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Publisher's Summary

“One of the truly great biographies of our time.” (Sean Wilentz, New York Times best-selling author of Bob Dylan in America and The Rise of American Democracy)

“A landmark study of Washington power politics in the twentieth century in the Robert Caro tradition.” (Douglas Brinkley, New York Times best-selling author of American Moonshot)

The epic, definitive biography of Ted Kennedy - an immersive journey through the life of a complicated man and a sweeping history of the fall of liberalism and the collapse of political morality.

Catching the Wind is the first volume of Neal Gabler’s magisterial two-volume biography of Edward Kennedy. It is at once a human drama, a history of American politics in the late 20th and early 21st centuries, and a study of political morality and the role it played in the tortuous course of liberalism. 

Though he is often portrayed as a reckless hedonist who rode his father’s fortune and his brothers’ coattails to a Senate seat at the age of thirty, the Ted Kennedy in Catching the Wind is one the public seldom saw - a man both racked by and driven by insecurity, a man so doubtful of himself that he sinned in order to be redeemed. The last and by most contemporary accounts the least of the Kennedys, a lightweight. He lived an agonizing childhood, being shuffled from school to school at his mother’s whim, suffering numerous humiliations - including self-inflicted ones - and being pressed to rise to his brothers’ level. He entered the Senate with his colleagues’ lowest expectations, a show horse, not a workhorse, but he used his “ninth-child’s talent” of deference to and comity with his Senate elders to become a promising legislator. And with the deaths of his brothers John and Robert, he was compelled to become something more: the custodian of their political mission.

In Catching the Wind, Kennedy, using his late brothers’ moral authority, becomes a moving force in the great “liberal hour”, which sees the passage of the anti-poverty program and the Civil Rights and Voting Rights Acts. Then, with the election of Richard Nixon, he becomes the leading voice of liberalism itself at a time when its power is waning: a “shadow president”, challenging Nixon to keep the American promise to the marginalized, while Nixon lives in terror of a Kennedy restoration. Catching the Wind also shows how Kennedy’s moral authority is eroded by the fatal auto accident on Chappaquiddick Island in 1969, dealing a blow not just to Kennedy but to liberalism.

In this sweeping biography, Gabler tells a story that is Shakespearean in its dimensions: the story of a star-crossed figure who rises above his seeming limitations and the tragedy that envelopes him to change the face of America.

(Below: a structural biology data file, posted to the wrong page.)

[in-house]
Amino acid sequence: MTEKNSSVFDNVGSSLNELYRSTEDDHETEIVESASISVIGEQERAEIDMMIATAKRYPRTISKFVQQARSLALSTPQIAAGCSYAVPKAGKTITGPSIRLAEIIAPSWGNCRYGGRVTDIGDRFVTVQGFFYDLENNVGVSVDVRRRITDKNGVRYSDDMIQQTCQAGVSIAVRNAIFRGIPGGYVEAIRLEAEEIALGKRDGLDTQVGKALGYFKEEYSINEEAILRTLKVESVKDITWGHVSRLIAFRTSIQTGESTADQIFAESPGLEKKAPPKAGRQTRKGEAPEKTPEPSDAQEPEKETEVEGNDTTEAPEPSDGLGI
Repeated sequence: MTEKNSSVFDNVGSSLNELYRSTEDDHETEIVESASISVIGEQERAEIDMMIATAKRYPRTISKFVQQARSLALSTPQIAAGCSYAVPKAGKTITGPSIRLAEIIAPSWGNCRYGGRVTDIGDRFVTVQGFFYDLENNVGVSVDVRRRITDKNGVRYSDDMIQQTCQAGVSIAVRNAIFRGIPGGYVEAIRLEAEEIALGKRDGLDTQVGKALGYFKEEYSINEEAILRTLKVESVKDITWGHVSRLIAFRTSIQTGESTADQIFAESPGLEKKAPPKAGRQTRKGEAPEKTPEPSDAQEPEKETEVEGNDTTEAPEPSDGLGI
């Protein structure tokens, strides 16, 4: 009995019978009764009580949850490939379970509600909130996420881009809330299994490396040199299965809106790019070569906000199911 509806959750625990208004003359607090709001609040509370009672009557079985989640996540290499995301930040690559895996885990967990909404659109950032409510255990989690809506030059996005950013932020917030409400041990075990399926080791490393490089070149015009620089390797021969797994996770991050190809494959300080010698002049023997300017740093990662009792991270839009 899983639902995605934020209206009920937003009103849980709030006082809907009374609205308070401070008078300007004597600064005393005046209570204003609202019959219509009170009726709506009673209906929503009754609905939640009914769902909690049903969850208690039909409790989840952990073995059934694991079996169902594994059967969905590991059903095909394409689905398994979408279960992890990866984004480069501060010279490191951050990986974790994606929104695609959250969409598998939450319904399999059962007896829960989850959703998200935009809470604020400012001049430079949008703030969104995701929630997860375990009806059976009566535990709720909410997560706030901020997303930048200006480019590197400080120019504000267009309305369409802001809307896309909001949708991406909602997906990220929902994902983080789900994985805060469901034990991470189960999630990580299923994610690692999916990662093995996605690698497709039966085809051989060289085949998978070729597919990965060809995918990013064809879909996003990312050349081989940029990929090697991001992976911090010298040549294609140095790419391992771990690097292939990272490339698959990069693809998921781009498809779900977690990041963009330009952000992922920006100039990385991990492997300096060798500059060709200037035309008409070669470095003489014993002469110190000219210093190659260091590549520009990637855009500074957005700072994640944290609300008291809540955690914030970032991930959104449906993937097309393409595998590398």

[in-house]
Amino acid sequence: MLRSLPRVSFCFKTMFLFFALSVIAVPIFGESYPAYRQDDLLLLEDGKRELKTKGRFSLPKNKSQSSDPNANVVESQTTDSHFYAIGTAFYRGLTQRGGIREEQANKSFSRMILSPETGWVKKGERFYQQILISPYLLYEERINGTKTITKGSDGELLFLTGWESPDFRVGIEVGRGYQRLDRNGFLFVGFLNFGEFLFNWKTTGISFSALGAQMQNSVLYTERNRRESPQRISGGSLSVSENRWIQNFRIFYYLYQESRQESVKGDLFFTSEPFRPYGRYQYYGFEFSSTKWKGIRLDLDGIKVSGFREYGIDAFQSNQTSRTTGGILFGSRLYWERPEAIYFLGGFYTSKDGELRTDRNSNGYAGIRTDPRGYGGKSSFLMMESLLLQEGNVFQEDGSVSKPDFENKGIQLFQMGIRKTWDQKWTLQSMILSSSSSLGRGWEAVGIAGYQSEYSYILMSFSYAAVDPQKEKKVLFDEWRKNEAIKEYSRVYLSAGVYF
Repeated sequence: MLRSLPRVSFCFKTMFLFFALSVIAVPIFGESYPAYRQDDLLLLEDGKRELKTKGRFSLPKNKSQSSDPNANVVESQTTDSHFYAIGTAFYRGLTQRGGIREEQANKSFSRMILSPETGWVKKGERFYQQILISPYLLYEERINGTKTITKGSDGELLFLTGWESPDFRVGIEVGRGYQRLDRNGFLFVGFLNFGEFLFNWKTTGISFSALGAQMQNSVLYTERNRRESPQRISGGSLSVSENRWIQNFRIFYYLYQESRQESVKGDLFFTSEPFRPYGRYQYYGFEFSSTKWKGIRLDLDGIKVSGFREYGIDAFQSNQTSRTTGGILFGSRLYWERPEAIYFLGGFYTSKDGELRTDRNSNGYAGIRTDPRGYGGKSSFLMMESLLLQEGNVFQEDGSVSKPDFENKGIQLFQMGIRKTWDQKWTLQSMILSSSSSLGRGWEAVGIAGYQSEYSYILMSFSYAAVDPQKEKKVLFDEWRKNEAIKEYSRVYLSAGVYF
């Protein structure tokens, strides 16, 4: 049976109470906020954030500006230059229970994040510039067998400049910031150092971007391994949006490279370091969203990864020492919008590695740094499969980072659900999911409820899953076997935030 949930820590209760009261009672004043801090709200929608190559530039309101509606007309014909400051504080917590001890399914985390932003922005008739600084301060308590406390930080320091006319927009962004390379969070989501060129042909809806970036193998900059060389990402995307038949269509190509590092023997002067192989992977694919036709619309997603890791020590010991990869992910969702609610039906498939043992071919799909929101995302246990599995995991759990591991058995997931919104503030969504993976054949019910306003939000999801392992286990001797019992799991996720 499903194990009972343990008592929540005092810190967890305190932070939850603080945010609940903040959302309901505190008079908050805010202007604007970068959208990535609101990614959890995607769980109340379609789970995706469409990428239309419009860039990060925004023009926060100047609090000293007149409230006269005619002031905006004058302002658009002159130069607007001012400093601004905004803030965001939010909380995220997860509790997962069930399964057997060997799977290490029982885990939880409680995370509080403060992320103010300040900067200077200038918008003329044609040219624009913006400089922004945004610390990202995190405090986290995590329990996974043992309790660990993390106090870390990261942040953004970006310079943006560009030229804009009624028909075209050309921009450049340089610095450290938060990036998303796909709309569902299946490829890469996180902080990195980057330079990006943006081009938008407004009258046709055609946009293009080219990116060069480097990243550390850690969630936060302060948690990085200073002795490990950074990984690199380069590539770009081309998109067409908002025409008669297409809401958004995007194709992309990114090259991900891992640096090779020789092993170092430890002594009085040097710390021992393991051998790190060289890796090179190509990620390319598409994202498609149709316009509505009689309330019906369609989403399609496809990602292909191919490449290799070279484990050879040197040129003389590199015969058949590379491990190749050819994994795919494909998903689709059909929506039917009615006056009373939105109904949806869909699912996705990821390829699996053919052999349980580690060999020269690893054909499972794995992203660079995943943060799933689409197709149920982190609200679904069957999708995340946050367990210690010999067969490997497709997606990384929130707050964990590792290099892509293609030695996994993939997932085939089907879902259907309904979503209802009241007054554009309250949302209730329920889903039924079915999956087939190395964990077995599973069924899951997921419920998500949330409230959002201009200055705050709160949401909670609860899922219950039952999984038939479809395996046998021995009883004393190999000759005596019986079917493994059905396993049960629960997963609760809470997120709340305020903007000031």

©2020 Neal Gabler (P)2020 Random House Audio

Critic Reviews

“Kennedy’s expansive life has yielded no shortage of biographies, but [Neal] Gabler’s is on its way toward becoming the most complete and ambitious. As a character study it is rich and insightful, frank in its judgments but deeply sympathetic to the man Gabler regards as ‘the most complex of the Kennedys'.... Catching the Wind lends a cinematic sweep to Kennedy’s legislative crusades.” (The New York Times)

“A triumphant achievement and essential reading for everyone fascinated by the Kennedys, politics, and governance." (Booklist starred review)

“A vigorous, highly readable ... book full of triumph and tragedy and an exemplary study in electoral politics.” (Kirkus, starred review)  

What listeners say about Catching the Wind

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Amazing

Amazingly detailed life of Ted Kennedy. Book didn't finish at the end of his life, so I eagerly await the second volume. Narrator was excellent, even accurately imitating famous people's voices, such as Ted Kennedy, Richard Nixon, and Henry Kissinger.

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close to great

the performance is good, but not great. he tries to do impressions of famous political voices, and they're not bad but they are weird. the telling of the tale is good, but it's clear that the author loves Ted Kennedy and hates Richard nixon. not exactly objective.

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  • JK
  • 03-14-21

Great Analysis

An easy read, though very detailed. Worth the time. Highly recommended for its coverage of the sixties.